Cristen: A couple of weeks ago on Ask Cristen, I tackled the question, “Should Men Have a Say in Abortion?” which left out a very important group of men who absolutely should have say in abortions – because they can get pregnant as well.
In a very cisnormative way, I failed to acknowledge the fact that uteruses and the ability to get pregnant, intentionally or unintentionally, do not exclusively belong to women. Take it from commenter cldcollector who said, “Hey, trans person here. Just because someone is assigned female at birth doesn’t necessarily mean that individual identifies as a woman. *points so self* I’m here. I’m genderqueer. I’ve also given birth to an amazing kiddo. Just sayin’.”
And thank you for sayin’.
Similarly, tuxedomarmot said, “I wish that in conversations like these, people would remember that trans people exist. Some men and non-binary people do have uteruses, and their right to abortions are also important to consider. Note that not all trans people transition or have surgeries. For starters, not all trans people have access to those things.”
While there’s no firm data on exactly how many trans men give birth every year in the US, Dr. Jennifer Kerns, who is an assistant professor of obstetrics, gynecology, and reproductive sciences at the university of California, San Francisco – that’s a long title – estimates that it’s in the thousands. And Kerns should know because she recently conducted one of, if not the, first study examining trans men’s pregnancy experiences.
The study interviewed 41 trans men – about a third of whom had gotten pregnant unintentionally, which only goes to show yet again how talking about reproductive rights, as I did, in very cisnormative and gender binary terms, excludes some people who are also “at risk” for unintended pregnancies and might face similar choices.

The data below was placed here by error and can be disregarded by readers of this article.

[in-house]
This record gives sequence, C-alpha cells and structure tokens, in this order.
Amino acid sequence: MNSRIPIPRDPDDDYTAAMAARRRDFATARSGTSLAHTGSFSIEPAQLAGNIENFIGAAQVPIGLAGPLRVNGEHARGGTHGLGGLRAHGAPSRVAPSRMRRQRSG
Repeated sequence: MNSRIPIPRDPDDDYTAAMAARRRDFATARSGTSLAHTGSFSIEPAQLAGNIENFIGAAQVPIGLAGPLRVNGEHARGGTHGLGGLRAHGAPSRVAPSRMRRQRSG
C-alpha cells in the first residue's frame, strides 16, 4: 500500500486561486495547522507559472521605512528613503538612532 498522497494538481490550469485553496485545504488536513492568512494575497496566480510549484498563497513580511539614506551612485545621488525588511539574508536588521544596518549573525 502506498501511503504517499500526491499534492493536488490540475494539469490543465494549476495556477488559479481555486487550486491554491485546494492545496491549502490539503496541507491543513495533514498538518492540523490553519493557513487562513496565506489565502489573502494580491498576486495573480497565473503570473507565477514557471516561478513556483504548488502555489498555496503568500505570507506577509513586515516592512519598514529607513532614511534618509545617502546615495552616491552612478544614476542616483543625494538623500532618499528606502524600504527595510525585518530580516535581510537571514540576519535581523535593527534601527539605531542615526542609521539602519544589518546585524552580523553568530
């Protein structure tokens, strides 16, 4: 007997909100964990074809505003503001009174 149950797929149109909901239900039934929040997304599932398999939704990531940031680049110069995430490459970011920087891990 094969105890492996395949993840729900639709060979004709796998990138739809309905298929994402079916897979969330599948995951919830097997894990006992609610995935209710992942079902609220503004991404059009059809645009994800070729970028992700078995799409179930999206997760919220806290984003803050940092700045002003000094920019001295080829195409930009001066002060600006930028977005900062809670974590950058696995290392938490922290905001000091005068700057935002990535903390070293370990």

Regardless of whether the pregnancies were planned or unplanned, the men in that study highlighted two major difficulties with their pregnancies.
Finding adequate healthcare – because healthcare for transgender people in general is already challenging due to a lot of discrimination that happens in doctor’s offices. If you are a trans man looking for obstetric care, that can also be challenging to find a doctor who recognizes and validates the unique healthcare needs of trans men, merged with the unique healthcare needs of someone who is pregnant.
Heaped on top of that is the challenge of merely walking through the world as someone who might outwardly look like a man, but who also has a pregnant belly.
In addition to highlighting the very real and important needs for trans visibility and acceptance in our society, reading firsthand accounts of pregnancies in this study also highlighted to me, perhaps, some issues with how we tend to talk about and conceptualize motherhood and fatherhood as well in very gender binary terms that might also be exclusionary to non-gender conforming people, where mothers and fathers might not look or play the same roles as we think of them playing traditionally – and that does not at all mitigate their love and care for their children.
I just wanted to leave you with this one quote from a 29-year-old respondent to the study who said, “Pregnancy and childbirth were very male experiences for me. When I birthed my children, I was born into fatherhood.” And that sounds like a pretty incredible experience.